Building a 1988 Suzuki RM250 engine

Bike Builds and rebuilds. Post pics and discuss your projects.
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Joined: Sat Jun 17, 2017 3:31 am

Re: Building a 1988 Suzuki RM250 engine

Post by rocket03 » Sun Jun 18, 2017 6:48 pm

Mike, I too am trying to restore an 88 RM250. I really like the look of your engine prior to and after painting. This "vapor blasting" you used to clean your engine cases with, is this something that can be bought on the cheap for at home or is this a larger operation service thing only? Also, on your engine painting, was the cases powder coated or actually painted with paint?

I have two frames I'm working with, the first I primed and painted using Krylon "True Blue" paint. It looks great but I have serious doubts it's going to last. I was thinking of having the second frame powder coated along with the engine cases once I split the engine.

Can you offer some thoughts on this and what the best, most durable way, to proceed would be. I'm trying to do the restoration on a budget so I really don't want to throw thousands upon thousands at it.

Next, that 88 RM250 swingarm. I have bought three now to use but all three have been cracked at the pivot points. I have one that was welded already that I am going to use on the bike. Is there anything that can be located, or fit from another year, on the 88 model?

Finally, I'm hearing the stock Mikuni carb s are junk. Would a Keihen PWK 36mm work on this motor? What are you thoughts on carb replacement?

Beautiful work on your 88. I'm saving the photos for motivational purposes! :-)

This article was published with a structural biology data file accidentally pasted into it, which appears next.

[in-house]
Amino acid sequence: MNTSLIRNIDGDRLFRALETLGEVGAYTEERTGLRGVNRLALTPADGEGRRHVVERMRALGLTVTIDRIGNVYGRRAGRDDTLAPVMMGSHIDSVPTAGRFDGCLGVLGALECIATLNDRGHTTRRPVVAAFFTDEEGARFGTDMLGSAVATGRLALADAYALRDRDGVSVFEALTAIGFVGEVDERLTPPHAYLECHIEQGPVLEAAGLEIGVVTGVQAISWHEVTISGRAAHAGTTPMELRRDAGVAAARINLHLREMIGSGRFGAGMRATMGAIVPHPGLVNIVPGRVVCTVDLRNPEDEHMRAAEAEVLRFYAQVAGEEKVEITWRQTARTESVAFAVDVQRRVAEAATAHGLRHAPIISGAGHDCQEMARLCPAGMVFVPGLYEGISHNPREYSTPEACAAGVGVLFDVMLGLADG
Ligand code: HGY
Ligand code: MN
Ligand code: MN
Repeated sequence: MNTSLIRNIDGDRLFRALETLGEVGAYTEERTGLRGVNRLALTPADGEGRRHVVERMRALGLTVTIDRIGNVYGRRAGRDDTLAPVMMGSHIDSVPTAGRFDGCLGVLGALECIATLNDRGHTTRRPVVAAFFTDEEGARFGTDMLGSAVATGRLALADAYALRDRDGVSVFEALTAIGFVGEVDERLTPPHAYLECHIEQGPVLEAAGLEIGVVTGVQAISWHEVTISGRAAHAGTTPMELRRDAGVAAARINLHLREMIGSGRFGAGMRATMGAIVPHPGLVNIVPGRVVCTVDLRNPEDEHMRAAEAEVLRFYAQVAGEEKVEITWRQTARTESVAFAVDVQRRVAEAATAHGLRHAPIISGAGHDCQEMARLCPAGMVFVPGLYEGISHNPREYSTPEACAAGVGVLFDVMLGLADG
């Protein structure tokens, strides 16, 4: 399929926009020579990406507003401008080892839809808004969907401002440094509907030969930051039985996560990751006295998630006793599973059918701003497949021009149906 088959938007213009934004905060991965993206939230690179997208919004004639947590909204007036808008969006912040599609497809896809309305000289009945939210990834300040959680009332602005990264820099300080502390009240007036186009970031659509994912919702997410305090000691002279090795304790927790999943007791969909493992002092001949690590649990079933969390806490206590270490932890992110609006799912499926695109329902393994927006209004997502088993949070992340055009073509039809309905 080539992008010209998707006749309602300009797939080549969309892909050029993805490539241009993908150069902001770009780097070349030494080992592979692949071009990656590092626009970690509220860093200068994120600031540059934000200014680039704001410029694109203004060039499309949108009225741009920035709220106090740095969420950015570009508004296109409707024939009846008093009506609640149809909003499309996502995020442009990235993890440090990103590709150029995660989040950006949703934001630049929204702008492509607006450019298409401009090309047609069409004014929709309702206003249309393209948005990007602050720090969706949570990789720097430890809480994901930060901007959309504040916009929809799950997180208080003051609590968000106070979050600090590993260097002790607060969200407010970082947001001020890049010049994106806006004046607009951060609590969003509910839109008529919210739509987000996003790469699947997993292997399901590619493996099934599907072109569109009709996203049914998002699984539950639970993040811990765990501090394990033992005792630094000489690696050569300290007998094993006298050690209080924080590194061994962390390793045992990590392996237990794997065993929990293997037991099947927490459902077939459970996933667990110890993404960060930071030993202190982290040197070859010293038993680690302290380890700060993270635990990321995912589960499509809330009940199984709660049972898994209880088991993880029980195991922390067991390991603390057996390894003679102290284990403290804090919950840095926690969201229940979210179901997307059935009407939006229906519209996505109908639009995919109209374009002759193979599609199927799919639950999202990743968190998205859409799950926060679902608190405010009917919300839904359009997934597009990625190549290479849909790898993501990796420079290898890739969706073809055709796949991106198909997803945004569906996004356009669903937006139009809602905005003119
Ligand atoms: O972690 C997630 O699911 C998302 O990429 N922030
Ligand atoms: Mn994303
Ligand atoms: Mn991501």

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Location: Eugene, OR

Re: Building a 1988 Suzuki RM250 engine

Post by Sandblaster » Mon Jun 19, 2017 1:44 am

Jason Tanner at JT Engine Works did the build in my shop.
He used Ford Blue (I think it was light blue) VHT Engine paint.
It was rattle canned and then baked at 200f for an hour.
It is not as good as the factory finish but there are not a lot of options.
Powder coating is a lot more durable but the colors are harder to mix and match.
Vapor blasting can be done with a pressure washer and an adapter tool.
It's a real mess but it can be done.

I would use fine glass media and as low of pressure as you can run.
I find that 70-80lbs works the best for air pressure.
I have a nice cabinet that was made for vapor blasting and everything is well regulated.
But there are no real cheap alternatives that I am aware of other then the pressure washer add ons.

We are looking into Cerakote but again the colors are limited.

If you have any questions feel free to ask..
If bikes are for kids I'll never grow up.

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